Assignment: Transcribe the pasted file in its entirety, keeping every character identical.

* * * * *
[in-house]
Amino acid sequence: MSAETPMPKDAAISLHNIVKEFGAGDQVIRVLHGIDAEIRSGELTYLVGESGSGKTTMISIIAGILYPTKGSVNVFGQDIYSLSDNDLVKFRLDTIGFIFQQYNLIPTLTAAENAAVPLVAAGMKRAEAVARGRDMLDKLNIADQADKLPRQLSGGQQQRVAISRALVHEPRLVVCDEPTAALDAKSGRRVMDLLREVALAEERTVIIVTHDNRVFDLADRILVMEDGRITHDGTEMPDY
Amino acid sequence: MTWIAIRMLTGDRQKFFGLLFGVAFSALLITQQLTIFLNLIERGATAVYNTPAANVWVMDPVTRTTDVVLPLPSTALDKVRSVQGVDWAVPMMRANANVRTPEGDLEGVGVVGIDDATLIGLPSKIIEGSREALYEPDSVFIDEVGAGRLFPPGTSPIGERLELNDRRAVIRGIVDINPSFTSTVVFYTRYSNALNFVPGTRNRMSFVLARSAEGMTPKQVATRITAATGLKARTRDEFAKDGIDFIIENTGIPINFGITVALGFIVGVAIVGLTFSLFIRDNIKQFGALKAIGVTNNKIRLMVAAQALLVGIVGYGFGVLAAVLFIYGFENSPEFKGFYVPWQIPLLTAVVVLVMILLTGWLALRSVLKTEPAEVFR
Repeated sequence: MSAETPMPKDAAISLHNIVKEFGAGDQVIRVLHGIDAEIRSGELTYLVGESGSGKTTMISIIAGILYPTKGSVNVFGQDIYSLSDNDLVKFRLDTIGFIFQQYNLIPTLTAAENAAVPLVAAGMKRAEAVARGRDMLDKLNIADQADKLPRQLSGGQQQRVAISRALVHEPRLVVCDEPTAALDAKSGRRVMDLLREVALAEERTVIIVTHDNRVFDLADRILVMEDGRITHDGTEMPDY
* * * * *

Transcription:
[in-house]
Amino acid sequence: MSAETPMPKDAAISLHNIVKEFGAGDQVIRVLHGIDAEIRSGELTYLVGESGSGKTTMISIIAGILYPTKGSVNVFGQDIYSLSDNDLVKFRLDTIGFIFQQYNLIPTLTAAENAAVPLVAAGMKRAEAVARGRDMLDKLNIADQADKLPRQLSGGQQQRVAISRALVHEPRLVVCDEPTAALDAKSGRRVMDLLREVALAEERTVIIVTHDNRVFDLADRILVMEDGRITHDGTEMPDY
Amino acid sequence: MTWIAIRMLTGDRQKFFGLLFGVAFSALLITQQLTIFLNLIERGATAVYNTPAANVWVMDPVTRTTDVVLPLPSTALDKVRSVQGVDWAVPMMRANANVRTPEGDLEGVGVVGIDDATLIGLPSKIIEGSREALYEPDSVFIDEVGAGRLFPPGTSPIGERLELNDRRAVIRGIVDINPSFTSTVVFYTRYSNALNFVPGTRNRMSFVLARSAEGMTPKQVATRITAATGLKARTRDEFAKDGIDFIIENTGIPINFGITVALGFIVGVAIVGLTFSLFIRDNIKQFGALKAIGVTNNKIRLMVAAQALLVGIVGYGFGVLAAVLFIYGFENSPEFKGFYVPWQIPLLTAVVVLVMILLTGWLALRSVLKTEPAEVFR
Repeated sequence: MSAETPMPKDAAISLHNIVKEFGAGDQVIRVLHGIDAEIRSGELTYLVGESGSGKTTMISIIAGILYPTKGSVNVFGQDIYSLSDNDLVKFRLDTIGFIFQQYNLIPTLTAAENAAVPLVAAGMKRAEAVARGRDMLDKLNIADQADKLPRQLSGGQQQRVAISRALVHEPRLVVCDEPTAALDAKSGRRVMDLLREVALAEERTVIIVTHDNRVFDLADRILVMEDGRITHDGTEMPDY